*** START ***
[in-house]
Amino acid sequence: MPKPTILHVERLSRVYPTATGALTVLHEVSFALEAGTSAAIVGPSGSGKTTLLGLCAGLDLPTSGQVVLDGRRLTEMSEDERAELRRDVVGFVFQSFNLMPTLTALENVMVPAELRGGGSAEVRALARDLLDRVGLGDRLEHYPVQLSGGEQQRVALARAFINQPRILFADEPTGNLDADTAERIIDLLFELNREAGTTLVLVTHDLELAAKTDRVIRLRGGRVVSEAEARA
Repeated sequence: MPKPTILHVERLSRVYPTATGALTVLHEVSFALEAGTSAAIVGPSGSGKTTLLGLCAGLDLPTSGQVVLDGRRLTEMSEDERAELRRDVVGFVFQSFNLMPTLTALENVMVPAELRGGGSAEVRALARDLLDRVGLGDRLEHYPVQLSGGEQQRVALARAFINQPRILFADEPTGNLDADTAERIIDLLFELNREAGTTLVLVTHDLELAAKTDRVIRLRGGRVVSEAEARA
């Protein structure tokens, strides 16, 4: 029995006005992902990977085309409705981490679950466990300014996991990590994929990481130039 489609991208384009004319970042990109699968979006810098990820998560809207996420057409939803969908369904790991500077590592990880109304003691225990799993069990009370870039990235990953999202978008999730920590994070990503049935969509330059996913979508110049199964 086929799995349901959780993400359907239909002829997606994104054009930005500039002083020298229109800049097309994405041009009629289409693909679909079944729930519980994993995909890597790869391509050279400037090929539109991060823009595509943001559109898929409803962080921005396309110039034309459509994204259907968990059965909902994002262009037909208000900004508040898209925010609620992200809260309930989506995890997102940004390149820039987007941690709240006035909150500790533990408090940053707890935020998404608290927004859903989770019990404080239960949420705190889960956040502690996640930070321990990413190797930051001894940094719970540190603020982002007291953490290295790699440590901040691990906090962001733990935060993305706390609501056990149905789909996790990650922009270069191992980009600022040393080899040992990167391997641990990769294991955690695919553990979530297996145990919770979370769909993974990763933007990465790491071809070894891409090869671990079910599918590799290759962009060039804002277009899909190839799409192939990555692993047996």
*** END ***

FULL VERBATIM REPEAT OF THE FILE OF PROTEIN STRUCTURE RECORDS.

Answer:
[in-house]
Amino acid sequence: MPKPTILHVERLSRVYPTATGALTVLHEVSFALEAGTSAAIVGPSGSGKTTLLGLCAGLDLPTSGQVVLDGRRLTEMSEDERAELRRDVVGFVFQSFNLMPTLTALENVMVPAELRGGGSAEVRALARDLLDRVGLGDRLEHYPVQLSGGEQQRVALARAFINQPRILFADEPTGNLDADTAERIIDLLFELNREAGTTLVLVTHDLELAAKTDRVIRLRGGRVVSEAEARA
Repeated sequence: MPKPTILHVERLSRVYPTATGALTVLHEVSFALEAGTSAAIVGPSGSGKTTLLGLCAGLDLPTSGQVVLDGRRLTEMSEDERAELRRDVVGFVFQSFNLMPTLTALENVMVPAELRGGGSAEVRALARDLLDRVGLGDRLEHYPVQLSGGEQQRVALARAFINQPRILFADEPTGNLDADTAERIIDLLFELNREAGTTLVLVTHDLELAAKTDRVIRLRGGRVVSEAEARA
């Protein structure tokens, strides 16, 4: 029995006005992902990977085309409705981490679950466990300014996991990590994929990481130039 489609991208384009004319970042990109699968979006810098990820998560809207996420057409939803969908369904790991500077590592990880109304003691225990799993069990009370870039990235990953999202978008999730920590994070990503049935969509330059996913979508110049199964 086929799995349901959780993400359907239909002829997606994104054009930005500039002083020298229109800049097309994405041009009629289409693909679909079944729930519980994993995909890597790869391509050279400037090929539109991060823009595509943001559109898929409803962080921005396309110039034309459509994204259907968990059965909902994002262009037909208000900004508040898209925010609620992200809260309930989506995890997102940004390149820039987007941690709240006035909150500790533990408090940053707890935020998404608290927004859903989770019990404080239960949420705190889960956040502690996640930070321990990413190797930051001894940094719970540190603020982002007291953490290295790699440590901040691990906090962001733990935060993305706390609501056990149905789909996790990650922009270069191992980009600022040393080899040992990167391997641990990769294991955690695919553990979530297996145990919770979370769909993974990763933007990465790491071809070894891409090869671990079910599918590799290759962009060039804002277009899909190839799409192939990555692993047996």